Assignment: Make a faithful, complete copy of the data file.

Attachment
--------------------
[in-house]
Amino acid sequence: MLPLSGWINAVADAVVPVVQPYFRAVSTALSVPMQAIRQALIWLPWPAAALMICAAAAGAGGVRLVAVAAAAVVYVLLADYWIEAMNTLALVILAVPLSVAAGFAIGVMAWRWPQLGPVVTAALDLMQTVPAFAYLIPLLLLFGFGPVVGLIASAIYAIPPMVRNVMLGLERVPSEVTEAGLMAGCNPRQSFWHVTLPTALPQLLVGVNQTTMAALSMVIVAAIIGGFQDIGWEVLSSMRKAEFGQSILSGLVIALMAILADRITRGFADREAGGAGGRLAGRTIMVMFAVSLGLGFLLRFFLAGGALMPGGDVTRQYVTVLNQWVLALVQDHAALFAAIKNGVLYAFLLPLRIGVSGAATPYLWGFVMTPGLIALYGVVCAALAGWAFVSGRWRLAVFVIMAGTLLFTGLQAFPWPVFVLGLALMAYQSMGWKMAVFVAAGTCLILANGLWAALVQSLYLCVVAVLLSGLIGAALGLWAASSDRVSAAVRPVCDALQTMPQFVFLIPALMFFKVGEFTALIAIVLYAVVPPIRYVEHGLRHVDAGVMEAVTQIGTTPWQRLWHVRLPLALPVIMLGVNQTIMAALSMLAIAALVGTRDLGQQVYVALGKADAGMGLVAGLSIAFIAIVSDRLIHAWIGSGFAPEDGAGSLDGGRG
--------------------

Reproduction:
[in-house]
Amino acid sequence: MLPLSGWINAVADAVVPVVQPYFRAVSTALSVPMQAIRQALIWLPWPAAALMICAAAAGAGGVRLVAVAAAAVVYVLLADYWIEAMNTLALVILAVPLSVAAGFAIGVMAWRWPQLGPVVTAALDLMQTVPAFAYLIPLLLLFGFGPVVGLIASAIYAIPPMVRNVMLGLERVPSEVTEAGLMAGCNPRQSFWHVTLPTALPQLLVGVNQTTMAALSMVIVAAIIGGFQDIGWEVLSSMRKAEFGQSILSGLVIALMAILADRITRGFADREAGGAGGRLAGRTIMVMFAVSLGLGFLLRFFLAGGALMPGGDVTRQYVTVLNQWVLALVQDHAALFAAIKNGVLYAFLLPLRIGVSGAATPYLWGFVMTPGLIALYGVVCAALAGWAFVSGRWRLAVFVIMAGTLLFTGLQAFPWPVFVLGLALMAYQSMGWKMAVFVAAGTCLILANGLWAALVQSLYLCVVAVLLSGLIGAALGLWAASSDRVSAAVRPVCDALQTMPQFVFLIPALMFFKVGEFTALIAIVLYAVVPPIRYVEHGLRHVDAGVMEAVTQIGTTPWQRLWHVRLPLALPVIMLGVNQTIMAALSMLAIAALVGTRDLGQQVYVALGKADAGMGLVAGLSIAFIAIVSDRLIHAWIGSGFAPEDGAGSLDGGRG